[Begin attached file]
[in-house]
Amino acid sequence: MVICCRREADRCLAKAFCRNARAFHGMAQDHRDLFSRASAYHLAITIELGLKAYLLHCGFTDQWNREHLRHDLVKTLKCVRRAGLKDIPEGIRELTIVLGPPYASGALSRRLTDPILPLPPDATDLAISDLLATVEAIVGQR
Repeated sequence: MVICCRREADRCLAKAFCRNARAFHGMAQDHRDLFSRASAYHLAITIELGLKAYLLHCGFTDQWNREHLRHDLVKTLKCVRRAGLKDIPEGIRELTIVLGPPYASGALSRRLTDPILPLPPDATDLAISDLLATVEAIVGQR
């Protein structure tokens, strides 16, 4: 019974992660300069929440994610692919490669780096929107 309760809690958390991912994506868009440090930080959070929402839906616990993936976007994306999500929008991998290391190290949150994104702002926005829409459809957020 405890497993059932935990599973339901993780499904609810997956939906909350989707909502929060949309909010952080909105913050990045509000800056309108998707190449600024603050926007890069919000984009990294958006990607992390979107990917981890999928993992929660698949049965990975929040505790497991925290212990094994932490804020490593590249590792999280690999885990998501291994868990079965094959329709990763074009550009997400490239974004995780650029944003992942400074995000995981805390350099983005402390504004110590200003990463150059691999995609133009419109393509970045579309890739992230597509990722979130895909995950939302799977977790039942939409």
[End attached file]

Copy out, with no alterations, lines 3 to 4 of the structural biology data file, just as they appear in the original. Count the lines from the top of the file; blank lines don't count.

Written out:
Repeated sequence: MVICCRREADRCLAKAFCRNARAFHGMAQDHRDLFSRASAYHLAITIELGLKAYLLHCGFTDQWNREHLRHDLVKTLKCVRRAGLKDIPEGIRELTIVLGPPYASGALSRRLTDPILPLPPDATDLAISDLLATVEAIVGQR
């Protein structure tokens, strides 16, 4: 019974992660300069929440994610692919490669780096929107 309760809690958390991912994506868009440090930080959070929402839906616990993936976007994306999500929008991998290391190290949150994104702002926005829409459809957020 405890497993059932935990599973339901993780499904609810997956939906909350989707909502929060949309909010952080909105913050990045509000800056309108998707190449600024603050926007890069919000984009990294958006990607992390979107990917981890999928993992929660698949049965990975929040505790497991925290212990094994932490804020490593590249590792999280690999885990998501291994868990079965094959329709990763074009550009997400490239974004995780650029944003992942400074995000995981805390350099983005402390504004110590200003990463150059691999995609133009419109393509970045579309890739992230597509990722979130895909995950939302799977977790039942939409």